NORTH COUNTY —- The city of Escondido will not have to change the way it adds fluoride to the water supply, according to a state Supreme Court decision Wednesday.
The state’s highest court declined to review a 4-year-old lawsuit in which a group of Escondido residents alleged that the way the city fluoridates the water violates their constitutional rights and state law.
The decision from the state’s highest court leaves in place an August state appeals court ruling that rejected the residents’ arguments. The appeals court upheld a Superior Court judge’s decision to dismiss the residents lawsuit.
“They’ve spoken,” the residents’ attorney, Norman Blumenthal, said Wednesday of the Supreme Court. “We have to respect their decision and move on.”
The residents could ask the U.S. Supreme Court to consider the case, but have not decided whether to do so, Blumenthal said.
Assistant City Attorney Jennifer McCain, who represented the city, could not be reached Wednesday for comment.
The Statewide Fluoridation Act requires public water systems throughout California with more than 10,000 water-service connections to fluoridate their water to promote dental health. Escondido has 25,000 service connections that serve about 130,000 people, the appeals court opinion stated.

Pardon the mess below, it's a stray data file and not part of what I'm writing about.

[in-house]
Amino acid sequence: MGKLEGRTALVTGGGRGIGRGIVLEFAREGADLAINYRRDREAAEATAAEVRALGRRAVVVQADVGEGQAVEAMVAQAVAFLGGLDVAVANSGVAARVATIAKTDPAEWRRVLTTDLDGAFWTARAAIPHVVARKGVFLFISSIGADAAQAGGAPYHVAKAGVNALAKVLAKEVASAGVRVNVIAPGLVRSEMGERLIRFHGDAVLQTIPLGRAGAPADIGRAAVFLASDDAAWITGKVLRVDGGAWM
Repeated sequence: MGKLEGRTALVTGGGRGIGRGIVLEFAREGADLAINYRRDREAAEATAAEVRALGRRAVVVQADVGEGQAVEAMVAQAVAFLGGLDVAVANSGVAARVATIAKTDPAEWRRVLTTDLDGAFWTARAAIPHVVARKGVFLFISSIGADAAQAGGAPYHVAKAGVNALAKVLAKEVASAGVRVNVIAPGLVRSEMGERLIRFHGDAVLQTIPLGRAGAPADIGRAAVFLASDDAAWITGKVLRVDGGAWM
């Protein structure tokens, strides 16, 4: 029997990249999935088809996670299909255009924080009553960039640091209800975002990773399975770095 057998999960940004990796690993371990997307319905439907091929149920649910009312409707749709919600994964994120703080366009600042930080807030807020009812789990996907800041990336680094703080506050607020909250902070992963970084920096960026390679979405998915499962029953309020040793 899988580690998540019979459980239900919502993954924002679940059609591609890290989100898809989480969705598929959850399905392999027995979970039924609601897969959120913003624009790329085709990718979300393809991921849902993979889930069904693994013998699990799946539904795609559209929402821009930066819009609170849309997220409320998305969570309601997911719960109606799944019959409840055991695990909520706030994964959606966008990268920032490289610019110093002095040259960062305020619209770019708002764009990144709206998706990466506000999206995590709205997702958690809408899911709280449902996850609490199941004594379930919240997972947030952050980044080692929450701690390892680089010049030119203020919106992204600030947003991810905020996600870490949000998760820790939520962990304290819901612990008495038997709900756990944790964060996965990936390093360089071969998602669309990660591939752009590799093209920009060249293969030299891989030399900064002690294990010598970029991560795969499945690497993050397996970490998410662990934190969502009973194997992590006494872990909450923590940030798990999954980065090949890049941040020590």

The Escondido City Council voted 3-2 in June 2001 to lift a 1999 city ban against putting certain chemicals in city water so that it could begin the process of adding fluoride to the drinking water. A group of residents filed a lawsuit in September 2001 that challenged the city’s planned water fluoridation.
A trial of the lawsuit was scheduled for Oct. 12, 2004, but on that day, Superior Court Judge Jacqueline Stern made her decision to throw out the lawsuit, saying the residents had failed to provide a legal reason why Escondido’s water fluoridation violated their rights.
Blumenthal has argued that the substance the city is using to fluoridate the water —- hydrofluorosilic acid —- contains lead and arsenic at levels that will cause cancer, and that the city is “mass medicating the entire community.”
Attorneys for the city and the state, which also was a defendant in the lawsuit, have argued that Escondido’s water is safe, that the city is complying with state law, and that hydrofluorosilic acid is used elsewhere in California and across the country to fluoridate water supplies.
The appeals court opinion stated that laws and regulations allow “fluoridating agents” such as hydrofluorosilic acid to contain contaminants like lead and arsenic as long as they comply with maximum contaminant levels and detection levels.
McCain said in August that the city has had no problems with its detection levels and that “everything is safe.”